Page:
Pacific Walruses Studied as Sea Ice Melts

ANCHORAGE, Alaska — USGS Alaska Science Center researchers, in cooperation with the Native Village of Point Lay, will attempt to attach 35 satellite radio-tags to walruses on the northwestern Alaska coast in August as part of their ongoing study of how the Pacific walrus are responding to reduced sea ice conditions in late summer and fall.

Radio-Tagged Walrus. USGS scientists can follow radio-tagged walruses remotely as they move around the Arctic Basin. Image credit: U.S. Geological Survey

Walruses spend most of their lives at sea, but haul out on sea ice and sometimes land to rest between feeding bouts.  They can dive hundreds of feet to forage on the sea floor. However, when the sea ice recedes past the continental shelf into very deep waters of the Arctic Basin, the walruses haul out on land.  The extent of sea ice has been less in recent summers, and walruses have been hauling out on beaches in Alaska and Russia in the past few years. Thus, radio-tracking the walruses’ movements in water and to and from land provides important insights into walrus movements and foraging behaviors in response to changing sea ice conditions.

Scientists in Chukchi Sea. Scientists travel to the Chukchi and Bering seas to radio-tag walruses. Image credit: U.S. Geological Survey

Since 2004, the USGS Alaska Science Center Pacific Walrus Research Program has collected data on walrus foraging behavior and movements throughout areas of the Bering and Chukchi seas during periods when sea ice is present and when sea ice is absent over the continental shelf.  In 2010, walruses came ashore in late August. This year, the sea ice disappeared from the shelf earlier and walruses have already begun to come ashore.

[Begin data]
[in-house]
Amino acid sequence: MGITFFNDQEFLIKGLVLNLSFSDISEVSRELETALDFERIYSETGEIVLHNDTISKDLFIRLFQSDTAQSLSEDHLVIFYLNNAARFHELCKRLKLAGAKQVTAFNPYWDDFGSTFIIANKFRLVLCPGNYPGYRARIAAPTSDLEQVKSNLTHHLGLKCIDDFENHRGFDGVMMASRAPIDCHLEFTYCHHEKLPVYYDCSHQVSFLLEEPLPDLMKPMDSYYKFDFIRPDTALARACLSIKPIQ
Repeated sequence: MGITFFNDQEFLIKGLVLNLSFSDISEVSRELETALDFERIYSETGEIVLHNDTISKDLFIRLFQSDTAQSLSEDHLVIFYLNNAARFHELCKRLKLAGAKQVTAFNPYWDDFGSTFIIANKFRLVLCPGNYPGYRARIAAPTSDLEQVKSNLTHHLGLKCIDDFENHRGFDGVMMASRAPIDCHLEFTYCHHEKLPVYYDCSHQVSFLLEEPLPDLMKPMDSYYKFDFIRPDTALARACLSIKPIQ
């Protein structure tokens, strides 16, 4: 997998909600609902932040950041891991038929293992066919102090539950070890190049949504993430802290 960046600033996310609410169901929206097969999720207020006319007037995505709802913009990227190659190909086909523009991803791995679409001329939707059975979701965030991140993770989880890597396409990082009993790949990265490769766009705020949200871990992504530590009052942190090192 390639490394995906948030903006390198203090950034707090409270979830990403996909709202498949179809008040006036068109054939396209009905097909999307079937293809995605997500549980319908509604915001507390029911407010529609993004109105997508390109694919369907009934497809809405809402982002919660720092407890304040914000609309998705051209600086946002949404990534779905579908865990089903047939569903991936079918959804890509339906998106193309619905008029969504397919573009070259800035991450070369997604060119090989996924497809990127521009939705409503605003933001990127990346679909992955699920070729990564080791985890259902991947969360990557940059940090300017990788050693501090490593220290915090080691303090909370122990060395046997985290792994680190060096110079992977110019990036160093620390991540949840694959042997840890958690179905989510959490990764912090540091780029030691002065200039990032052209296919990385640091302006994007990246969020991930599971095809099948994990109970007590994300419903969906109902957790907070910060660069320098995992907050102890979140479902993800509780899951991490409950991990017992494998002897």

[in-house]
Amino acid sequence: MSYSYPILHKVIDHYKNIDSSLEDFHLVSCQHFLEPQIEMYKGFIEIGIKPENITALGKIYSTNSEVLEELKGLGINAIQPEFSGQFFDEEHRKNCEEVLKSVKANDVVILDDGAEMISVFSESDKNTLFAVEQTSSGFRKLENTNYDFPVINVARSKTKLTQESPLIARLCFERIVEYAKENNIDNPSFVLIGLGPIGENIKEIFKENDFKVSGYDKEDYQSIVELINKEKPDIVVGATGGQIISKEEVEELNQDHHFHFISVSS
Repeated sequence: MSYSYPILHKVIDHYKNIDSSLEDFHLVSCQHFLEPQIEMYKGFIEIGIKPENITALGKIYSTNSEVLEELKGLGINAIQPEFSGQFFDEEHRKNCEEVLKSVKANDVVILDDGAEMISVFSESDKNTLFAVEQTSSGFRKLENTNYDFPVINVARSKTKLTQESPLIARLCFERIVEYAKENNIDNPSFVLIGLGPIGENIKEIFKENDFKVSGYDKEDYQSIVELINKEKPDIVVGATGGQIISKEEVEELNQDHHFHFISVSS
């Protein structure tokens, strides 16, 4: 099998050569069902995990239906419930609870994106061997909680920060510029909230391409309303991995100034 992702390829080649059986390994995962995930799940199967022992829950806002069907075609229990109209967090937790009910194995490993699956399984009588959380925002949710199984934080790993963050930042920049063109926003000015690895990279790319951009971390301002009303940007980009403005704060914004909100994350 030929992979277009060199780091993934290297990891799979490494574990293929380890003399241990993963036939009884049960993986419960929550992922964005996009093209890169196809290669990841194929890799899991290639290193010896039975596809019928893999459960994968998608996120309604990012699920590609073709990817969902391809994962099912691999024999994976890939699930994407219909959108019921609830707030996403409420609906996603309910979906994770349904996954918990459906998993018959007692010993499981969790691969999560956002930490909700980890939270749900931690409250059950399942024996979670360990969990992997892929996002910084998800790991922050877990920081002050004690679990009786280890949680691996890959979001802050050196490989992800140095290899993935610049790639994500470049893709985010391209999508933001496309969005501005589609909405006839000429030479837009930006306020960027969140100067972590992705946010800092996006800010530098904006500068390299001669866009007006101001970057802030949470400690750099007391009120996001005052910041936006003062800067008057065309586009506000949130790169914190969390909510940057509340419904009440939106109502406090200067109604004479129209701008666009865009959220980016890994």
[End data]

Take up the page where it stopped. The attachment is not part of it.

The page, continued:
Walruses in Chukchi Sea. Walruses resting on an ice floe in the Chukchi sea. Image credit: U.S. Geological Survey

“Sea ice is an important component in the life cycle of walruses,” said Chad Jay, research ecologist with the USGS Alaska Science Center. “These tracking studies will help us to better understand how top consumers in the arctic ecosystem may be affected by changes in sea ice habitats.”

Walruses in Chukchi Sea. Walruses resting on an ice floe in the Chukchi sea. Image credit: U.S. Geological Survey

In July, the scientists attached 40 radio tags on walruses hauled out on distant offshore sea ice near the edge of the continental shelf, northwest of Barrow, Alaska. This month researchers will tag a number of walruses that have come to land after the retreat of the sea ice from the shelf. Tracking animations from tagged walruses are available online and are updated approximately every week.

For photos and more information related to the USGS Pacific walrus studies visit

*Source: U.S. Geological Survey

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